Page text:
Phone information, especially inquiries about lost or found, left a lot to be desired. In fact, it wasn’t until well into the tenure of Babylon Shelter II, our constant requests and finally the intervention of the deputy commissioner that the office began answering the phone at all on Saturdays. A purebred Great Dane puppy came into the old shelter as a stray and was placed in the last run of the female section. (I haven’t seen one since at any shelter.) A woman called about her lost “male” Dane pup and was told there were no male Danes at the shelter. Good thing she came in to check in person because, lo and behold, there he was with his manliness the size of a Buick, sitting in the female section. No one had bothered to check his sex.

*Pagan panic: Let me preface by saying that working at an animal shelter can be a dangerous job especially when irrational people make ludicrous demands. Today’s staff tries to use diplomacy to defuse, rather than ignite, potentially volatile situations. However, the dog owner in the story below did have a legitimate gripe.

Often on Saturdays the old shelter office staff consisted of an Ebeneezer Scrooge clone and his Nurse Ratched co-worker. They got along with no one except for each other. A biker group entered the shelter led by a Pagan member in a wheelchair at closing time. He claimed that the animal control officer (ACO) had taken his dog off his property. (Actually, this was a common complaint made against the particular ACO by other residents.) He demanded his dog back, while the Mean Team argued vehemently with him and his back-up buddies. The biker said he wasn’t leaving unless they gave him his dog. The Mean Team’s badgering escalated the tension.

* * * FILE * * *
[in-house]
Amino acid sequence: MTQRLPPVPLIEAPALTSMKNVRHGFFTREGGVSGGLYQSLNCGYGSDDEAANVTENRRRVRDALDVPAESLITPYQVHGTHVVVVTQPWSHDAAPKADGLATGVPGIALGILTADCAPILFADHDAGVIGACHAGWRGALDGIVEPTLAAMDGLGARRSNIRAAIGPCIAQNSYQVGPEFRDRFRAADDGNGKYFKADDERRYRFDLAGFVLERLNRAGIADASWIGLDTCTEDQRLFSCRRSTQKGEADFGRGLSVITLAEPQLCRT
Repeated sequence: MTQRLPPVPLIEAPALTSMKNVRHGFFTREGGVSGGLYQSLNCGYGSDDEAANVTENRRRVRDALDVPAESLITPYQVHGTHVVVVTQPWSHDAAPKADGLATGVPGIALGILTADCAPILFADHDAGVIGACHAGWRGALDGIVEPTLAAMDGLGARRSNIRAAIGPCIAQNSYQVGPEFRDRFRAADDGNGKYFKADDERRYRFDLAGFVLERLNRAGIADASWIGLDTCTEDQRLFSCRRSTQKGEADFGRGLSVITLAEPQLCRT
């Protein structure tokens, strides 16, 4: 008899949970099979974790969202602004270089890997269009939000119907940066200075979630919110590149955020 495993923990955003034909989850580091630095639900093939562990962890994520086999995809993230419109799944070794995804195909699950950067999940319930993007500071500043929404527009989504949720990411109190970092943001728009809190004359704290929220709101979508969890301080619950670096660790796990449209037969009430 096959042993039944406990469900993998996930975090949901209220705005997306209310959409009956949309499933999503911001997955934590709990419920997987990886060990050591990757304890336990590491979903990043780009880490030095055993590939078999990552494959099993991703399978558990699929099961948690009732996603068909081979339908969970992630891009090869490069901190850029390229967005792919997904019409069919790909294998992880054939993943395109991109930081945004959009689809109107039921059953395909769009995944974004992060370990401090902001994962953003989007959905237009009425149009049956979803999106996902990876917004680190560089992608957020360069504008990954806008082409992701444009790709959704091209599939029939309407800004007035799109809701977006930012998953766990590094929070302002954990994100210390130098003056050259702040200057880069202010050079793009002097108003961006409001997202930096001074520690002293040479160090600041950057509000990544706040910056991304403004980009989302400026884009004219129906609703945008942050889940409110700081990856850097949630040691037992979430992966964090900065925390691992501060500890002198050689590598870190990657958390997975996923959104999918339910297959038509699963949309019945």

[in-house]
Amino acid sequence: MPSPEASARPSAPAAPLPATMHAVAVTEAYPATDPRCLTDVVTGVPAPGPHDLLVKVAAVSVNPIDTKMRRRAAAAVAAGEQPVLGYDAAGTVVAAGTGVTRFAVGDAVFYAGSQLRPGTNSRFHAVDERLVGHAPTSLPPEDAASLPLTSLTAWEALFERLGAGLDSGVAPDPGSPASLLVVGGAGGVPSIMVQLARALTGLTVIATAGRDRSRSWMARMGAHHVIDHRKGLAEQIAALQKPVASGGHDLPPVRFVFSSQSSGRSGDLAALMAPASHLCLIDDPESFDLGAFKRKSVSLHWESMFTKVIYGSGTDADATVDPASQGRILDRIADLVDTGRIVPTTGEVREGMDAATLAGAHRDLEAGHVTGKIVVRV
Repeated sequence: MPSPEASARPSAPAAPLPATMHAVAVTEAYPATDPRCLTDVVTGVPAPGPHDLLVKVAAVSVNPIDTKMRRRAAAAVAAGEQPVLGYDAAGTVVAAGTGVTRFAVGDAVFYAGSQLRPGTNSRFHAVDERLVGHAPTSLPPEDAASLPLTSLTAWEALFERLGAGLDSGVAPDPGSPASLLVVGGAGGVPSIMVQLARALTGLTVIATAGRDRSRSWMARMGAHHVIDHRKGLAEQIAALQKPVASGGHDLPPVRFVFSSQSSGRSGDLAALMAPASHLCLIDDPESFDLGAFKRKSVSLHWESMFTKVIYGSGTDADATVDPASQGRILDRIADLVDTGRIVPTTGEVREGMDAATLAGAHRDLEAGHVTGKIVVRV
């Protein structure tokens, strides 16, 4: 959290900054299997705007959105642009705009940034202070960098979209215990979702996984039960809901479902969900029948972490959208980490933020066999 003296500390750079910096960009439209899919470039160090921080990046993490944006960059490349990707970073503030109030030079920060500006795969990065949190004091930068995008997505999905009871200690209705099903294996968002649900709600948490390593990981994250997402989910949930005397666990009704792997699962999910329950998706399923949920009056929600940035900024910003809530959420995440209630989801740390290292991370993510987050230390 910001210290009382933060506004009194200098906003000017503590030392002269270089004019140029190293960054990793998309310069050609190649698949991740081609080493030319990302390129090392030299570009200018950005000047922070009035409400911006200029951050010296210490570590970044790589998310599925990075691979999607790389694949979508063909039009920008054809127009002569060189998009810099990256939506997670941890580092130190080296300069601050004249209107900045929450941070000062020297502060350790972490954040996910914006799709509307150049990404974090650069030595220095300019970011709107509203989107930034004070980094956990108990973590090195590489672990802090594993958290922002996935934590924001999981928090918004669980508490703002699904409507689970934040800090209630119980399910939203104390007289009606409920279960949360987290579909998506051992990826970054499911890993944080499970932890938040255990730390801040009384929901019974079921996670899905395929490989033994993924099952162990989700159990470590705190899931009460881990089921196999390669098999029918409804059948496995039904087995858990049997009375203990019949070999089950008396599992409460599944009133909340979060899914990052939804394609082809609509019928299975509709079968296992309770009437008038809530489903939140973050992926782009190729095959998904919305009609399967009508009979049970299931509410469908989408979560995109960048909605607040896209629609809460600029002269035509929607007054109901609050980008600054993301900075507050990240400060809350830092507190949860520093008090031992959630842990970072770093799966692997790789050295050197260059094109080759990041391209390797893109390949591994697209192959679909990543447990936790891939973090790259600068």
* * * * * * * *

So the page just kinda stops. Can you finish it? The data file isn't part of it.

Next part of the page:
Meanwhile, Leslie and I (who were trying to sneak out inconspicuously so we weren’t taken hostage) slipped past and watched from the parking lot which was by the front door. We saw the owner wheel out the door and pull something from his pant leg before going back in. We couldn’t make out what it was but thought it could be a gun or a knife. This was years before cell phones to dial 911 so we raced to the First Precinct on Route 109 to get police to save the Mean Team. Doubt if our shelter pals would have reciprocated the gesture for us.

It was a miracle we weren’t stopped for speeding, or committed when we ran into the police station, blurting out our suspicions about the Pagans possibly harming office personnel at the animal shelter. The sergeant phoned the shelter and, by some other miracle, one of the Mean Team answered on a Saturday. Remember- in those days there was no caller ID. Who knows why they picked up the phone? It was after hours and before message tapes. They were fine. We never told them that we were the ones who notified the police. It didn’t matter. They rarely spoke to us. I don’t recall if the Pagan in the wheelchair got his dog back, but I really hope he did.

Babylon Shelter Dogs for Adoption (631-643-9270) Lamar St. W. Babylon: “Falcor” 15-136, a Sheepdog/ Wolfhound mix, looks so much like dogs that populated the shelter decades ago. Actually, “Daisy,” a very sweet, mature Shepherd mix, who loves dogs and kids, is no longer at the shelter but still needs a forever home. She is in foster care, courtesy of her kind finder. Please call 631-539-4868 to find out more about dear “Daisy.”